4.  Ontario Ombudsman’s report addresses our G-20 questions and concerns. Anticipating Ms Pupatello’s  “cannot respond while investigations are in progress” position, Helga and I shared with Marion a side-by-side comparative summary of our original five questions/concerns and the Ontario Ombudsman’s related findings and recommendations. His scathing report answered most of our questions, (excluding, of course, those pertaining to Ms Pupatello’s personal reaction to the G-20 events). Our purpose in preparing this comparative analysis was to illustrate to Marion (and possibly to Ms Pupatello if Marion debriefs her) the high level of relevance of our original G-20 questions/concerns. Moreover, we set out to demonstrate that we are responsibly informed citizens who take seriously flagrant violations of our civil liberties, and are prepared to hold politicians accountable for their missteps and misdeeds.

5.  The G-20 fiasco in general and our politicians’ perceived complacency in particular have further undermined our confidence in Canada’s political leaders and democratic processes. In retrospect, the secretive manner in which five Ontario cabinet ministers simply rubber-stamped a police demand for enhanced powers during the G-20 Summit in Toronto, clearly reflected:

  • a decision-making process in which an elite group of five cabinet ministers unilaterally and arbitrarily decided that police authority took precedence over citizens’ rights;
  • that protection of the interests of privileged elites, domestic and foreign, is paramount; and
  • that the principles of democratic governance are imperiled as we seemingly slip-slide our way towards oligarchy. (I define oligarchy as rule by a privileged elite in favour of other privileged elites).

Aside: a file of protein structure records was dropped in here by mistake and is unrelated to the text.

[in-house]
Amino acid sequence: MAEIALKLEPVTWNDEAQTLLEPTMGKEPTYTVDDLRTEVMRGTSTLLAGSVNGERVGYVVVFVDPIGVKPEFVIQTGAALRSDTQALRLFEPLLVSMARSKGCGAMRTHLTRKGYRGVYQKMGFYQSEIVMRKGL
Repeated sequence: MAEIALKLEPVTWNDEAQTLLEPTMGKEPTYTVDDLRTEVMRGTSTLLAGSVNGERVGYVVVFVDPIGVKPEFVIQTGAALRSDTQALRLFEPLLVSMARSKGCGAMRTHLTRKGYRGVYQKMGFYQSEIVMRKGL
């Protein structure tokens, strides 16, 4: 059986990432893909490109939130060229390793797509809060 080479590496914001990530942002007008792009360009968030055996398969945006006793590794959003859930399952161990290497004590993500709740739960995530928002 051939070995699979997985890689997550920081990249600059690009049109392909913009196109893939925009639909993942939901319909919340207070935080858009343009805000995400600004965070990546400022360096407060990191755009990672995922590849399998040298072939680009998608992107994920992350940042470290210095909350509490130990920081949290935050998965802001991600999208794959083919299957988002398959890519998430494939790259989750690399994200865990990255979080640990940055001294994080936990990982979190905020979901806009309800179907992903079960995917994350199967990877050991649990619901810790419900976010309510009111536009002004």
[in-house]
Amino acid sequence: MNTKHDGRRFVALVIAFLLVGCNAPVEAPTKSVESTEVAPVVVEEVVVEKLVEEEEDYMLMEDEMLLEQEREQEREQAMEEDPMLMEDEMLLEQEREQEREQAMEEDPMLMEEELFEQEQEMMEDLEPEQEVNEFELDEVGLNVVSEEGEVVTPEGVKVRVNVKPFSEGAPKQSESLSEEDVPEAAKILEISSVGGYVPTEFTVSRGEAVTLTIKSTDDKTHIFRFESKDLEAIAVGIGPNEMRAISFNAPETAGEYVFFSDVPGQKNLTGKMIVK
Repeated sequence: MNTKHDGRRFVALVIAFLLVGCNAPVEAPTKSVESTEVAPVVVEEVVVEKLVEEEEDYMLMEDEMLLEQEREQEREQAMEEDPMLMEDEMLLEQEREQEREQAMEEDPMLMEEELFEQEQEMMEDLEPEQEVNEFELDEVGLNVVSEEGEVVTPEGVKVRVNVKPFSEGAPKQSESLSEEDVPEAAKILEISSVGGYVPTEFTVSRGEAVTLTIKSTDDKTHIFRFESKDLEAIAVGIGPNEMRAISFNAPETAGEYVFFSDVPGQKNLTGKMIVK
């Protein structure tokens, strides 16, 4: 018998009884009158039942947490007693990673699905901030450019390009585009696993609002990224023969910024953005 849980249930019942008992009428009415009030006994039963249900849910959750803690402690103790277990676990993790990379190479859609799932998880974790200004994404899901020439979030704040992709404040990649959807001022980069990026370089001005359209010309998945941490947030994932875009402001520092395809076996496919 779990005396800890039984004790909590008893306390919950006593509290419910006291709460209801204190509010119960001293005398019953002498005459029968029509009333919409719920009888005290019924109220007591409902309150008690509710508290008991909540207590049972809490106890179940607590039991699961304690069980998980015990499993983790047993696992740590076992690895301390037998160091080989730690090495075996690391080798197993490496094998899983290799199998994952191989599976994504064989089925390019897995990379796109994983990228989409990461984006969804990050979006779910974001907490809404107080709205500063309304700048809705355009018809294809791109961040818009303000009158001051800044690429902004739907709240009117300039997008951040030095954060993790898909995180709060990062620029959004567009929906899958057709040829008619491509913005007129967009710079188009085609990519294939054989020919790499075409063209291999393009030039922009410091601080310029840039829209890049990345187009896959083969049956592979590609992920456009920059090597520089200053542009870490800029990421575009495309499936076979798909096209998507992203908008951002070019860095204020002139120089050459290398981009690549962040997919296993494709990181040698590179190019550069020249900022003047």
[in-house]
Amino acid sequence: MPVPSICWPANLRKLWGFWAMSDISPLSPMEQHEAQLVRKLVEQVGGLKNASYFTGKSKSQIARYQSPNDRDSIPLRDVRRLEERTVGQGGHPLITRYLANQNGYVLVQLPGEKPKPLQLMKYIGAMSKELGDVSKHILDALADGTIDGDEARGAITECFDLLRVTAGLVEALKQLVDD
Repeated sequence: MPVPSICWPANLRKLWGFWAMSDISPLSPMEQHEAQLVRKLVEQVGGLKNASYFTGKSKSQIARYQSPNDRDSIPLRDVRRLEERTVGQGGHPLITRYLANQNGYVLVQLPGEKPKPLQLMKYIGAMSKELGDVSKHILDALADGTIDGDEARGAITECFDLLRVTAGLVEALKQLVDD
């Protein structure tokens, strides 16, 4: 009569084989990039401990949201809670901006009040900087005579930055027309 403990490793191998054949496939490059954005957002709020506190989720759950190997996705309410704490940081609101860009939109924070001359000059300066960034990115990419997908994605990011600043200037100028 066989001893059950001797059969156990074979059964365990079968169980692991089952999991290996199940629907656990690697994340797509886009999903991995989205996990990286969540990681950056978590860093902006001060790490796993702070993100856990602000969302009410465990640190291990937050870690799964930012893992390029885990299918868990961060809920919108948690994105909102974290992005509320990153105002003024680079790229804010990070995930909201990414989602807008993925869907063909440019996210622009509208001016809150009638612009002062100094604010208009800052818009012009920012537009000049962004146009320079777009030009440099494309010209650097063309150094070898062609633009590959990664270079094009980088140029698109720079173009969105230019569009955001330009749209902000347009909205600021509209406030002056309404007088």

We left Ms Fantetti with this question for Ontario MPP Pupatello:

“What will you do to rebuild public trust in the judgement of our political leaders and to restore confidence in our democratic processes and institutions?”

Addendum

Today I received another non-response, from another Ontario MPP, Tim Hudak, Leader of the Progressive Conservative Party of Ontario. Note the dates: half a year elapsed between the date I sent my email to the date I received a non-response:

Not read: Use of Public Works Protection Act during G20 Conference

From: Hudak-CO, Tim [tim.hudakco@pc.ola.org]

Sent: Tue 08/02/2011 10:29 AM

Your message

To:     Hudak-CO, Tim

Subject: Use of Public Works Protection Act during G20 Conference

Sent:  Mon, 5 Jul 2010 18:51:13 -0500

Was deleted without being read on Tue, 8 Feb 2011 10:29:06 -0500

REFERENCES CITED re media reaction to news of the appointment of Roy McMurtry to head a Review of the Public Works Protection Act

RELATED READING/VIDEO

Caught in the Act. Investigation into The Ministry of Community Safety and Correctional Services’ conduct in relation to Ontario Regulation 233/10 under the Public Works Protection Act by André Marin, Ombudsman of Ontario, December 2010.

Toronto G-20: Will Police be Held Accountable after Scathing Ombudsman’s Report? A Real News video report featuring excerpts from André Marin’s review of the major findings of his investigation of political and police abuses surrounding the G-20 Summit in Toronto in July, 2010. Watch this 10-minute here.

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This entry was posted on February 9, 2011 by in political action and tagged , , , .